News of a predictive algorithm to trigger the low suspend is a big sell feature. Even if it works for a fraction of the claims, this 'smartguard' feature is something difficult to pass up. The low suspend of the VEO was good but lacked what i hope this feature cures.
    The G4 sensor has an advantage over the Enlite because of the remote display. I checked with Medtronics as I understand developments on an app for the iPhone (and hopefully android) is underway and due out later this year. It is useful to have a remote display when riding a bike!!
    The Bayer next link BG meter works well on the VEO and will calibrate and remotely bolus the 640G.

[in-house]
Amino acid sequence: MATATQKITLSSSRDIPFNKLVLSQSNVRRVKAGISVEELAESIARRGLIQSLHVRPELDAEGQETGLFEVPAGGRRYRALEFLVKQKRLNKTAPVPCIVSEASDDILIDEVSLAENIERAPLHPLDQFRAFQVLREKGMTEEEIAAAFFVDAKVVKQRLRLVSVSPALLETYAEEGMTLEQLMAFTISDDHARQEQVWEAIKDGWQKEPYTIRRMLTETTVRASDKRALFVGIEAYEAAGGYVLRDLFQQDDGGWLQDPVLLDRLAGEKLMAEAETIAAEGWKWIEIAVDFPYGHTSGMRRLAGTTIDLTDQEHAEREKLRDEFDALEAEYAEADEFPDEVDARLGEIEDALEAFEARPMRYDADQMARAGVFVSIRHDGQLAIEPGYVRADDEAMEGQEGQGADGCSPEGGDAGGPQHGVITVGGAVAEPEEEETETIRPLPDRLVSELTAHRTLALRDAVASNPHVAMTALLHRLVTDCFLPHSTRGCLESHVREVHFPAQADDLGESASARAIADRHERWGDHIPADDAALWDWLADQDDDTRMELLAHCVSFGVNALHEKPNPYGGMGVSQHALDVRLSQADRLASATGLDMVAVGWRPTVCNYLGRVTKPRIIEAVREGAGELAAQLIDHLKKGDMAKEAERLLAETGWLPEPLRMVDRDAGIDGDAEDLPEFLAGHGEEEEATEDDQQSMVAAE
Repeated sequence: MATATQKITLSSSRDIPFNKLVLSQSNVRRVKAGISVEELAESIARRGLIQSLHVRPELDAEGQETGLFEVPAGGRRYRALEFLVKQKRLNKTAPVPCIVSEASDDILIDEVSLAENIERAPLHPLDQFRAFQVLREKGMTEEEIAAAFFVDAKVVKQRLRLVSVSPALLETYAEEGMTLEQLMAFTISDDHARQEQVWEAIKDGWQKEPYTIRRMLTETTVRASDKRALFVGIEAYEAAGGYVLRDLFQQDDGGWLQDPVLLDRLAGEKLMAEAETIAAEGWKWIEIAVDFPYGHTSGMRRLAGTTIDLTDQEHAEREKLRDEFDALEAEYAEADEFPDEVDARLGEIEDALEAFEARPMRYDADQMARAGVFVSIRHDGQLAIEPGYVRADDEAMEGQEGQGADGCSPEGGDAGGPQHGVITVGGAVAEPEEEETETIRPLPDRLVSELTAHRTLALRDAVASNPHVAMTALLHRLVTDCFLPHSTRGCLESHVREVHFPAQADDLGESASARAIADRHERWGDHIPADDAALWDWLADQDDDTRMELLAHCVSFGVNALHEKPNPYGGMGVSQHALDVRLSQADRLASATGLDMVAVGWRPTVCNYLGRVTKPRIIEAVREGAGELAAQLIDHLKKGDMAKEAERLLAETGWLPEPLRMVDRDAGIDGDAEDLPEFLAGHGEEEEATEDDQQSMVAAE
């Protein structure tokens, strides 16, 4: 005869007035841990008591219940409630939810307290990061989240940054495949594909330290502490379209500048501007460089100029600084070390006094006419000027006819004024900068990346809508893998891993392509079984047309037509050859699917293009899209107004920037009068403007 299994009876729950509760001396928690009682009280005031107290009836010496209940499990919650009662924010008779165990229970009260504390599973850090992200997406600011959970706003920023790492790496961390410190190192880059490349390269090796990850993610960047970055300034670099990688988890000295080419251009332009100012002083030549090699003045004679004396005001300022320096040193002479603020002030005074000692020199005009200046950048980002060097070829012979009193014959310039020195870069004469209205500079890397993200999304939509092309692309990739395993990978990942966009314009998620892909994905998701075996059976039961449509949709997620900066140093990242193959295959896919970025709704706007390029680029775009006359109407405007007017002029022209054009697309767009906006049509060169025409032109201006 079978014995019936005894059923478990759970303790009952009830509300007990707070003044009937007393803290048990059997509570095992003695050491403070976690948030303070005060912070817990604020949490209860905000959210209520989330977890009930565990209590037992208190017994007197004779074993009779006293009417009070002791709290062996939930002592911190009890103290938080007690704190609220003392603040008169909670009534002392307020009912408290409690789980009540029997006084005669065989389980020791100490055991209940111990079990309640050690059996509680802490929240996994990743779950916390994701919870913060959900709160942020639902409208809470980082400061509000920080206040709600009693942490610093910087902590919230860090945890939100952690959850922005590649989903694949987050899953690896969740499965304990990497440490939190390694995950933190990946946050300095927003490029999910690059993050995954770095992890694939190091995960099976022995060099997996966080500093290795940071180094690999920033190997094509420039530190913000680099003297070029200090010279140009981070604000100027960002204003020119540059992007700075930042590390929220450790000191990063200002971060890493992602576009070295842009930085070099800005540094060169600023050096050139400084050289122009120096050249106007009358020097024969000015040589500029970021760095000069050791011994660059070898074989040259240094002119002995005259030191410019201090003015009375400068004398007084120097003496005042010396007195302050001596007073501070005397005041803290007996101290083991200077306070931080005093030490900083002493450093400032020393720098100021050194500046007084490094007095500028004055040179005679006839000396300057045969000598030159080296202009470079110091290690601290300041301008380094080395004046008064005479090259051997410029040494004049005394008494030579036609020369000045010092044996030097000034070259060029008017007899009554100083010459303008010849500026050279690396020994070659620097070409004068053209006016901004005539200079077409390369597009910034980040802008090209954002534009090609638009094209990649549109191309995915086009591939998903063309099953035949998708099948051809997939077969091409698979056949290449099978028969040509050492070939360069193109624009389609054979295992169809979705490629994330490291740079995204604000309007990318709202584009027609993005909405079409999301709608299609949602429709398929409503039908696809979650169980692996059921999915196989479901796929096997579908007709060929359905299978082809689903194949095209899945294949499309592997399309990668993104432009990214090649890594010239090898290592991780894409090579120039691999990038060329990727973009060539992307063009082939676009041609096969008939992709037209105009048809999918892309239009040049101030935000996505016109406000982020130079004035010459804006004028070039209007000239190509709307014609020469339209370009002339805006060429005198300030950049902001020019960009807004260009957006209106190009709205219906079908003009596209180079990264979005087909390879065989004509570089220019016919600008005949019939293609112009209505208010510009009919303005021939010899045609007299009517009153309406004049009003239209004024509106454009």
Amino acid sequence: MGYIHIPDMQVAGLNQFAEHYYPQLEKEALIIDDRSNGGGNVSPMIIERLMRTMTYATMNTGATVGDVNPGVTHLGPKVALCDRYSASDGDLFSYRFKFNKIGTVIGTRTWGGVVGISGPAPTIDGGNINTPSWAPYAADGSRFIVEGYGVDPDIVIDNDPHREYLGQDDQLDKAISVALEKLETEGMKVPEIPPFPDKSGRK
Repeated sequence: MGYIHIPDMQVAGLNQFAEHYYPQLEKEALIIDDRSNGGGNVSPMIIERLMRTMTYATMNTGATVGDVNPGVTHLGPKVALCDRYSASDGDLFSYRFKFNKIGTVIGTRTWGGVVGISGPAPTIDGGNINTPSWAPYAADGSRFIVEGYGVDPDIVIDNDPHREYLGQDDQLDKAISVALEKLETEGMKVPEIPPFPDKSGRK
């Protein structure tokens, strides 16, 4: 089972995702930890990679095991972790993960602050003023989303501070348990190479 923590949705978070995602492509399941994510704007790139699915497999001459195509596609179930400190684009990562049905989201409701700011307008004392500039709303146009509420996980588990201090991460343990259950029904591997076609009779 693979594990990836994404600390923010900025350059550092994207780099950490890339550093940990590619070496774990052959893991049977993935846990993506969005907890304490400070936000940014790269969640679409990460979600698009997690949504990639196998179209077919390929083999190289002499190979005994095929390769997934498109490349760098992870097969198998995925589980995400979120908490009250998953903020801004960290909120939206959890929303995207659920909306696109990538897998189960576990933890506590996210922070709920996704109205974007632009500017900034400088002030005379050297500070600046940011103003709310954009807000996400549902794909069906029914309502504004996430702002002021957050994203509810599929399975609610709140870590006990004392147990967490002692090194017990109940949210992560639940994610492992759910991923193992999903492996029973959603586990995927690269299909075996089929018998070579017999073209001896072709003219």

All in all, the 640G ticks most of the boxes to help me avoid the paramedics and A&E departments for the next few years. If it achieves that in the face of the unpredictability that diabetes throws into the ring, it will be worth it. Time will tell....

  16. The new 640G insulin pump is available in France too (3ml version for the moment, 1.8ml version soon I think).
    This new pump was shown in the SFD Bordeaux meeting in March. I live in Bordeaux and have this pump now. I got it in May.
    I didn't find so nice and precise the "low suspend" function on the VEO pump but I hope it will be better with the 640G.
    I haven't tried the sensors with the new pump, for the moment.